One of the assumptions of the paired t test is that the underlying data is normally distributed. I've read either the paired differences should be normally distributed, or, that the residuals should be normally distributed (which I thought was the case for ANOVAs / regressions).

I've also read that the residuals in this case ARE the paired differences (link), or that the residuals for a paired t test are the paired differences for each pair minus the mean difference overall (link).

So, is there one simple answer to my question: when checking the assumption of normally distributed data for a paired t test, should you be checking the paired differences, or residuals?


1 Answer 1


The paired differences.

A paired t-test is the same as a one-sample t-test on the differences, so the assumption is that the differences are normally distributed. The residuals are simply the differences minus the mean difference.

n = 10
x = rnorm(n)
y = x + 1 + rnorm(n, 0, 1)
t.test(x, y, paired=T)
# Paired t-test
# data:  x and y
# t = -3.0863, df = 9, p-value = 0.01301
# alternative hypothesis: true difference in means is not equal to 0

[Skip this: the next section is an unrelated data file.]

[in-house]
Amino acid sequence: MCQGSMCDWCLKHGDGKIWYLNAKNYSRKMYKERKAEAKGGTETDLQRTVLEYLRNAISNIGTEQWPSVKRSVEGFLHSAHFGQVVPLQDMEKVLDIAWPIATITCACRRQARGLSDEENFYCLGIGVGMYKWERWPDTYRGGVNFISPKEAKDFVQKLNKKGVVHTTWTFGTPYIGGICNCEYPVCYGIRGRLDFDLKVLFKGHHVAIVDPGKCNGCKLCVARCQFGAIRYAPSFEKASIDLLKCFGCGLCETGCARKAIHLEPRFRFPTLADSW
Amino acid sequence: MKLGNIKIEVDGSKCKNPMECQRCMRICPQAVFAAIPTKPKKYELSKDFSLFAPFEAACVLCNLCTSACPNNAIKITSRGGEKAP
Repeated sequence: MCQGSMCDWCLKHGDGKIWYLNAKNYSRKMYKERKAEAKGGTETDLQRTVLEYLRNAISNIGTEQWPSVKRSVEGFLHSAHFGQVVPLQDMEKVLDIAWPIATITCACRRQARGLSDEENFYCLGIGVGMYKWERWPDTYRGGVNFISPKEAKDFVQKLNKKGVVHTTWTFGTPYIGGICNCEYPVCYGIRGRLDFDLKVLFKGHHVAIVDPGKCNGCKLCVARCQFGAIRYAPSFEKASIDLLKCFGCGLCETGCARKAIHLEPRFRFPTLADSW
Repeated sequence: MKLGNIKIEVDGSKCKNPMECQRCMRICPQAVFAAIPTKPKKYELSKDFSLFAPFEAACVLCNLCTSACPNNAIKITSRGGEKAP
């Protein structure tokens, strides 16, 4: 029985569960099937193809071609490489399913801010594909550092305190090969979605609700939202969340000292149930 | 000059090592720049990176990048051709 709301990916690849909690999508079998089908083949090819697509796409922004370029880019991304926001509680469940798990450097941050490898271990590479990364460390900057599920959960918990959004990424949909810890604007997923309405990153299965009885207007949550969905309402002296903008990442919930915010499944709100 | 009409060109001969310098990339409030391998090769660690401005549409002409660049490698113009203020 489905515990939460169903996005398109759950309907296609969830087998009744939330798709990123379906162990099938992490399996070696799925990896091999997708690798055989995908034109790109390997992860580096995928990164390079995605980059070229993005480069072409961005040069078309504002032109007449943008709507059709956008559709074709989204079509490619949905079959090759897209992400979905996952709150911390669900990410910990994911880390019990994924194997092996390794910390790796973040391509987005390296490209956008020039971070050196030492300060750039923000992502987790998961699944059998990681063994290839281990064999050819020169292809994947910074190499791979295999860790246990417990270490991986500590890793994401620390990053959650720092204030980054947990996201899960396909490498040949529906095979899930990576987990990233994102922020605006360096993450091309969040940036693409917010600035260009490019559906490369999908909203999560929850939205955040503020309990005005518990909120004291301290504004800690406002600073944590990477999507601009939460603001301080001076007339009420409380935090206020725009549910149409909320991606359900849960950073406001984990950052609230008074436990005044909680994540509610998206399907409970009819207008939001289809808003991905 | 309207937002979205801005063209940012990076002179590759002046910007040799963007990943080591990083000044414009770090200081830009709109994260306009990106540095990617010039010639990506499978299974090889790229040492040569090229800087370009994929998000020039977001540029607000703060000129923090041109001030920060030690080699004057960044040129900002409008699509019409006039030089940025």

# 95 percent confidence interval:
#   -1.9138020 -0.2948852
# sample estimates:
#   mean of the differences 
# -1.104344 

d = y - x
# One Sample t-test
# data:  d
# t = 3.0863, df = 9, p-value = 0.01301
# alternative hypothesis: true mean is not equal to 0
# 95 percent confidence interval:
#   0.2948852 1.9138020
# sample estimates:
#   mean of x 
# 1.104344 
  • 1
    $\begingroup$ +1 and let me emphasize that a paired t-test is a one-sample test. $\endgroup$
    – Dave
    Commented Nov 10, 2020 at 17:29

Your Answer

By clicking “Post Your Answer”, you agree to our terms of service and acknowledge you have read our privacy policy.

Not the answer you're looking for? Browse other questions tagged or ask your own question.